So many of the shiny new gifts and gadgets we have just received over the holidays, as well as everyday products, are fleeting; built with planned obsolescence in mind or disposal after one use. Even if we want to repair an item, it seems impossible to find a local repair shop or the price to ship it out for repair is exorbitant. Once an appliance does not work, we dump it. We use a plastic knife to spread cream cheese once and then we throw it out. A flimsy plastic shopping bag carries one item that we could have carried out in our hands. With all the non-biodegradable waste we toss out, humans have created swirling floating islands of garbage in our oceans, one in the Pacific Ocean that is larger than the state of Texas! Our landfills are filled to the brim with toxic materials that pollute our soil and water and if the trash is incinerated, the air. Our consumption is a bit reckless.
However, there is a movement afoot to be more thrifty and creative by reusing, repairing and buying secondhand items at a much-reduced cost. The technological age in some ways has made people more isolated, but when it comes to sharing or buying items, the world is small and the connections for free items are astonishing. Freecycle (www.freecycle.org) is a site where people post items they are giving away or items they need. Everything is free. There are 5,082 groups, so you can sign up for a local group for easy pick-up of items. Things to donate or take range from furniture to building materials to anything that is legal, not a weapon or pornography, etc. Several years ago, we had a bulky computer, keyboard and tower that neither our friends nor we wanted. We posted it on Freecycle and within a day we had a mom at our doorstep, thrilled to be providing her son with a full computer set-up. Craiglist (www.craigslist.org) also has incredible secondhand items for sale and some items for free.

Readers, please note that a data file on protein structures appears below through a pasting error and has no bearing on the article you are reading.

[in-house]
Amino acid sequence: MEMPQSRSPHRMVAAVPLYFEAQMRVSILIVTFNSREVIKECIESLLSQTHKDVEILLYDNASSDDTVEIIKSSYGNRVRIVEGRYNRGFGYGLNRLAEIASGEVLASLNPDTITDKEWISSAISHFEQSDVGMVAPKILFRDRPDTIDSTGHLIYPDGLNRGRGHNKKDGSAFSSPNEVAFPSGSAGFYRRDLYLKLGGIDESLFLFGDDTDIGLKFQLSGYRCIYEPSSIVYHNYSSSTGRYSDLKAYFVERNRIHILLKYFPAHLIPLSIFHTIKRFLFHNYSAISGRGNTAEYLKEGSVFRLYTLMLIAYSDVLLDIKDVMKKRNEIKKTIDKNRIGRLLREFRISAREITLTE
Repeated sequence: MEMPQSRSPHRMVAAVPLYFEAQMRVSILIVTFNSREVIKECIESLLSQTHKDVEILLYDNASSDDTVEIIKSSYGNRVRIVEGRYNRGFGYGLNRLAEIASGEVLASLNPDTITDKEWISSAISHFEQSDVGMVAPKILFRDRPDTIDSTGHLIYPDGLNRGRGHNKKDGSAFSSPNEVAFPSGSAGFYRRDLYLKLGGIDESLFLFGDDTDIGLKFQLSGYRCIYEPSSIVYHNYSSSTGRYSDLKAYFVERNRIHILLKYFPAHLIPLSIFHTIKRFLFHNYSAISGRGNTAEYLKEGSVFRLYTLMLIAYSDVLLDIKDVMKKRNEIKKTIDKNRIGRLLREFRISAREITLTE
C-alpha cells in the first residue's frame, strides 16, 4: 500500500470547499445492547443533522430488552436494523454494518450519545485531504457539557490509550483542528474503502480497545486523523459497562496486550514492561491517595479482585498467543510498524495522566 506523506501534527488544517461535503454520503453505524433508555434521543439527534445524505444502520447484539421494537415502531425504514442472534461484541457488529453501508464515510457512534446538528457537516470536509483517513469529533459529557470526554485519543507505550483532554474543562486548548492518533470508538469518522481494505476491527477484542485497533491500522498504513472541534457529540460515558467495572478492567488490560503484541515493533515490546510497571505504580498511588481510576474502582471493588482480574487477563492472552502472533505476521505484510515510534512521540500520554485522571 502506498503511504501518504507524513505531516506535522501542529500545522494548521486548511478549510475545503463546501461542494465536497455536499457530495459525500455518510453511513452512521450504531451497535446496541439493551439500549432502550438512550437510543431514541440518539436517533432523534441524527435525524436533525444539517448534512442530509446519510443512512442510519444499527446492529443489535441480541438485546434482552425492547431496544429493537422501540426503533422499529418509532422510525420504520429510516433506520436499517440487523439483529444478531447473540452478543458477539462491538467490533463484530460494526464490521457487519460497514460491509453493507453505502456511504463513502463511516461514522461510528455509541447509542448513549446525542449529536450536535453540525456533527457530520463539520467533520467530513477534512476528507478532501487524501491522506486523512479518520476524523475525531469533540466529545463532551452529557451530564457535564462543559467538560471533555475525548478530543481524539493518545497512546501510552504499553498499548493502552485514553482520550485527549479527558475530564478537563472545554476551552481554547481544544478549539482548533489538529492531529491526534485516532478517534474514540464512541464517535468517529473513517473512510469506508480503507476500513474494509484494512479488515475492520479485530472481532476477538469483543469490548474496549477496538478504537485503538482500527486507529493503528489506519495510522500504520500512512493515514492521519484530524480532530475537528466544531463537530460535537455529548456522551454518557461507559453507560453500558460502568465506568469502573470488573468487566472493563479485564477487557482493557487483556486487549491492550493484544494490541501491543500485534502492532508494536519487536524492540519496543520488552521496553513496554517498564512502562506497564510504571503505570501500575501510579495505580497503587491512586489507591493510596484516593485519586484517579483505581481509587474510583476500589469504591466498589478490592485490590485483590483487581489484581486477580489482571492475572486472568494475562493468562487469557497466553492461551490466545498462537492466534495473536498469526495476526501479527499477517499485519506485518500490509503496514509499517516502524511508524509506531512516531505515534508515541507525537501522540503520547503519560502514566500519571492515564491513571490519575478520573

Another clever online site, Front Porch Forum (www.frontporchforum.com) was started by a couple in Burlington, Vt., who wanted to help neighbors "connect and build community." Nearby neighbors post everything from lost cats, requests for people to help with a move, reports of car break-ins, plumber recommendations, gardening work help offered, block parties, yards sales and free items. Most of the groups are in Vermont, but they have a "how to" section on their website if you want to set up a Front Porch Forum in your neighborhood. One member exclaims that every neighborhood in America needs one!
If you search around, you can find repair people. I wanted to fix my sturdy 35-year-old sewing machine and avoid trashing it to a buy a new one. I found Carl, a sewing machine repairman, online with a quick search. He came to my house, fixed my machine and offered me great tips on how to adjust the machine settings and what thread to use. Curious, I asked him how he ended up in this job. He said he was an engineer and the company he worked for wanted him to build rockets, so he went into sewing machine repair instead. I asked why he did not want to build rockets. He said, "Because rockets kill people!" I was very happy to support a local business and keep my "new" old machine.
Ask around. I found a teenage neighbor who was a whiz at fixing electronic devices for next to nothing. It gave him spending money and we did not have to throw out our phone, navigation system and DVD player, since it would have otherwise been cheaper to buy new devices than have them fixed.
If a repair person cannot be found, often parts can be ordered. The Internet is filled with step-by-step instructions on how to fix almost anything. If you need a visual, check out the multitude of YouTube how-to videos. My blender broke and to have it repaired I would have had to ship it across the country for $90 and the part only cost $8. I ordered the part, which came with instructions. It was easy to install and worth the try.
Books are perfect items to purchase secondhand, especially if it is an impossible-to-find, out-of-print book. It saves trees. Amazon and Better World Books offer almost any book used other than new releases. There are descriptions of the condition of each book, with many almost like new. Electronic readers can be wonderful for traveling and buying books, but sometimes it is nice to hold a paper one in your hands.
Then of course there are the old-fashioned yard sales and thrift shops. One person’s trash is certainly another person’s treasure. Incredible clothes, household items, materials for crafts and the perfect unique find are just around the corner.
Anne Mazar is an environmental advocate and a member of the Mendon Land Use Committee.